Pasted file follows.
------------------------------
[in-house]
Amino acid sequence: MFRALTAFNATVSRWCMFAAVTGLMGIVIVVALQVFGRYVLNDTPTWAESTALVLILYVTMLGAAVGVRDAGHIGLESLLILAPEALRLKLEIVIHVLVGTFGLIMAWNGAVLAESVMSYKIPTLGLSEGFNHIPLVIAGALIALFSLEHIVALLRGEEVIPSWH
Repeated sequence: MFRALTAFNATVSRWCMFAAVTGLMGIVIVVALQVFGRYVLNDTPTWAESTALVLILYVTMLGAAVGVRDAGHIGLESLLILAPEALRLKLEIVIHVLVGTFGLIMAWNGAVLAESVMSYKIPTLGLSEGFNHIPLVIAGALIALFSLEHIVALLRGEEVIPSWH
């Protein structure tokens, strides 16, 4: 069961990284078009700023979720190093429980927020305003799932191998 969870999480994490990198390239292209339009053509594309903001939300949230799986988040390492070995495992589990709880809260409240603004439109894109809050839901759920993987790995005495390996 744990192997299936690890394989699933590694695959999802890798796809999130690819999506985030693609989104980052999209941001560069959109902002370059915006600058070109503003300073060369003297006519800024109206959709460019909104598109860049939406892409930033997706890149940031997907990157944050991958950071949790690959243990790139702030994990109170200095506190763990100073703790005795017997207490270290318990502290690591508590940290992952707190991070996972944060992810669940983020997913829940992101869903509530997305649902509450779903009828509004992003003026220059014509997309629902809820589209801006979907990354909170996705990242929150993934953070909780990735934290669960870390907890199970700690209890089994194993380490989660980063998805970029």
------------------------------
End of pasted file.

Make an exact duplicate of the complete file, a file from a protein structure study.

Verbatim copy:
[in-house]
Amino acid sequence: MFRALTAFNATVSRWCMFAAVTGLMGIVIVVALQVFGRYVLNDTPTWAESTALVLILYVTMLGAAVGVRDAGHIGLESLLILAPEALRLKLEIVIHVLVGTFGLIMAWNGAVLAESVMSYKIPTLGLSEGFNHIPLVIAGALIALFSLEHIVALLRGEEVIPSWH
Repeated sequence: MFRALTAFNATVSRWCMFAAVTGLMGIVIVVALQVFGRYVLNDTPTWAESTALVLILYVTMLGAAVGVRDAGHIGLESLLILAPEALRLKLEIVIHVLVGTFGLIMAWNGAVLAESVMSYKIPTLGLSEGFNHIPLVIAGALIALFSLEHIVALLRGEEVIPSWH
């Protein structure tokens, strides 16, 4: 069961990284078009700023979720190093429980927020305003799932191998 969870999480994490990198390239292209339009053509594309903001939300949230799986988040390492070995495992589990709880809260409240603004439109894109809050839901759920993987790995005495390996 744990192997299936690890394989699933590694695959999802890798796809999130690819999506985030693609989104980052999209941001560069959109902002370059915006600058070109503003300073060369003297006519800024109206959709460019909104598109860049939406892409930033997706890149940031997907990157944050991958950071949790690959243990790139702030994990109170200095506190763990100073703790005795017997207490270290318990502290690591508590940290992952707190991070996972944060992810669940983020997913829940992101869903509530997305649902509450779903009828509004992003003026220059014509997309629902809820589209801006979907990354909170996705990242929150993934953070909780990735934290669960870390907890199970700690209890089994194993380490989660980063998805970029």